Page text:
Kolkata: Nobel laureate economist Abhijit Vinayak Banerjee forecasted that the GDP growth rate may decrease in the country due to the Covid-19 third wave.
‘The economy is going slow due to the COVID situation. Earlier the IMF had said GDP growth would be 12.5%. Now it is saying it would be 9.5%. I apprehend it might go down to 7%. Another wave will decrease it further. If the country’s economy does not improve, the state will not be able to move forward alone,’ said Banerjee after a meeting with West Bengal’s Global Advisory Board (GAB)
Last month, the International Monetary Fund (IMF) reduced the economic growth forecast for India to 9.5% for the fiscal year 2022. This is lower than the earlier forecast of 12.5%. The international body expects the GDP growth rate of the country at 8.5% for 2022-23.
‘But I apprehend it may drop to 6% to 7% at the end. I can’t give it in writing. But if another wave hits, it may drop further. I hope it doesn’t happen,’ Banerjee said.
‘If the country’s economy does not improve, Bengal alone will not be able to do anything. If the economy of the whole country is active, it will have an impact. Many Bengalis work in other states. A lot of income comes from migrants. We cannot solve this problem alone. When the country’s economy opens, that will pull us. The state government is certainly trying to help, but the problem will be solved only when the country’s economy recovers,’ he further added.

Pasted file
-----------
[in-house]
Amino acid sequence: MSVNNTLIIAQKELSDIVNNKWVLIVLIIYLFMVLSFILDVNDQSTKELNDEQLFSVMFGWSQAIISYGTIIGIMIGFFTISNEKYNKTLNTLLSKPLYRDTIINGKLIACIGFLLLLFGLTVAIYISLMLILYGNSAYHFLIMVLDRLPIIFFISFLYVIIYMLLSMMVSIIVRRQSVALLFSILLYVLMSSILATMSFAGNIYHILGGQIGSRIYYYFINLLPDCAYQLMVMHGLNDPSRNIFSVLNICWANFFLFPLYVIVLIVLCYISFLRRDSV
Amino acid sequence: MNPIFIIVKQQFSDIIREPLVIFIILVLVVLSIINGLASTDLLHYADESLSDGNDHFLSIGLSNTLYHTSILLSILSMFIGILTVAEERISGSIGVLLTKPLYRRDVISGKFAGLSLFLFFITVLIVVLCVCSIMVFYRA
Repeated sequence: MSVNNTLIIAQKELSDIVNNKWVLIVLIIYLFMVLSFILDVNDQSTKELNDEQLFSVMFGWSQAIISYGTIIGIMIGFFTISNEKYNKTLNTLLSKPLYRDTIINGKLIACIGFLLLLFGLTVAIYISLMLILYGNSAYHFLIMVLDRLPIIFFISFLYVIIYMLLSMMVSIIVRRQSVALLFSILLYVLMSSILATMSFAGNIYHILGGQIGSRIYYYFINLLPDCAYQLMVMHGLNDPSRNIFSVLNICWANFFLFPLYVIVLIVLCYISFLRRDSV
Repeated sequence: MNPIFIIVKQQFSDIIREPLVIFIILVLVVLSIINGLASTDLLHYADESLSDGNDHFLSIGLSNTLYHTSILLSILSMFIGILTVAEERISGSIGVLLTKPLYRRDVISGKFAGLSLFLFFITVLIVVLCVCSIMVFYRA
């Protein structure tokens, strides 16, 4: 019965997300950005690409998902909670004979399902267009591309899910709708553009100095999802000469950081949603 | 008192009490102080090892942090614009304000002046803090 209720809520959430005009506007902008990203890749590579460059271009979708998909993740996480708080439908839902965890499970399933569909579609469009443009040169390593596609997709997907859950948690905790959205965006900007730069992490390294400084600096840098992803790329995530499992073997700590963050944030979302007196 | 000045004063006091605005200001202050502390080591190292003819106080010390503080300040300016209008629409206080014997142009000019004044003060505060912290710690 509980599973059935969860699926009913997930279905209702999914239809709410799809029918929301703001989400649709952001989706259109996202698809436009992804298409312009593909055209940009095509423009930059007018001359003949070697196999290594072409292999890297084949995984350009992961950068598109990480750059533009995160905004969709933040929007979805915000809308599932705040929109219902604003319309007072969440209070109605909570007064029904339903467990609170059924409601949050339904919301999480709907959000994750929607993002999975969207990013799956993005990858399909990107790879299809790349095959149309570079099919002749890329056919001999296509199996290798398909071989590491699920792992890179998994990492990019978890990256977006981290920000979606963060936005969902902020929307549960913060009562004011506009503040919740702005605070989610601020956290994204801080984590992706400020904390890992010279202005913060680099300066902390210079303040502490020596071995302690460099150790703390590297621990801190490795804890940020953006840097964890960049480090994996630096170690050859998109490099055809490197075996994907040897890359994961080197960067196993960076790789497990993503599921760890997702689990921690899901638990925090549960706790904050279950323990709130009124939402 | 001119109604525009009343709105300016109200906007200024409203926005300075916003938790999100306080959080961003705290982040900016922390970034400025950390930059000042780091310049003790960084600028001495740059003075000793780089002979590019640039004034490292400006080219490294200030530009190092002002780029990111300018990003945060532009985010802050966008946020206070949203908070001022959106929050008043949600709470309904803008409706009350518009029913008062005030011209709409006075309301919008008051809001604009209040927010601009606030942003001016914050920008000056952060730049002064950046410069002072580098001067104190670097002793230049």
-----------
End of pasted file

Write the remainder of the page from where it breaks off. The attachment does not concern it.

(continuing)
The Nobel laurate urged the union government to implement free-spending policies like other economies of Europe and the US. ‘The (union) government has a fiscal problem, and it may have more faith in balancing the budget than free-spending policies. The government is trying to use the one instrument it has as other forms of tax collection are not necessarily keeping pace, given the economy is slow. It is using this to balance the budget,’ he said.
‘I think the government should have been more open-handed with the spending. I have said this many, many times. I think the central government is too unwilling to do what US or European economies are doing – printing money and spending. And I think that would have been a better policy in the present context. The inflation is already up due to the high fuel prices. I think there is a good case for being more open-handed. But to be fair, the central government has now moved towards that direction and have announced several relaxations. I think being less mindful of the deficit might be the right strategy,’ the economist said.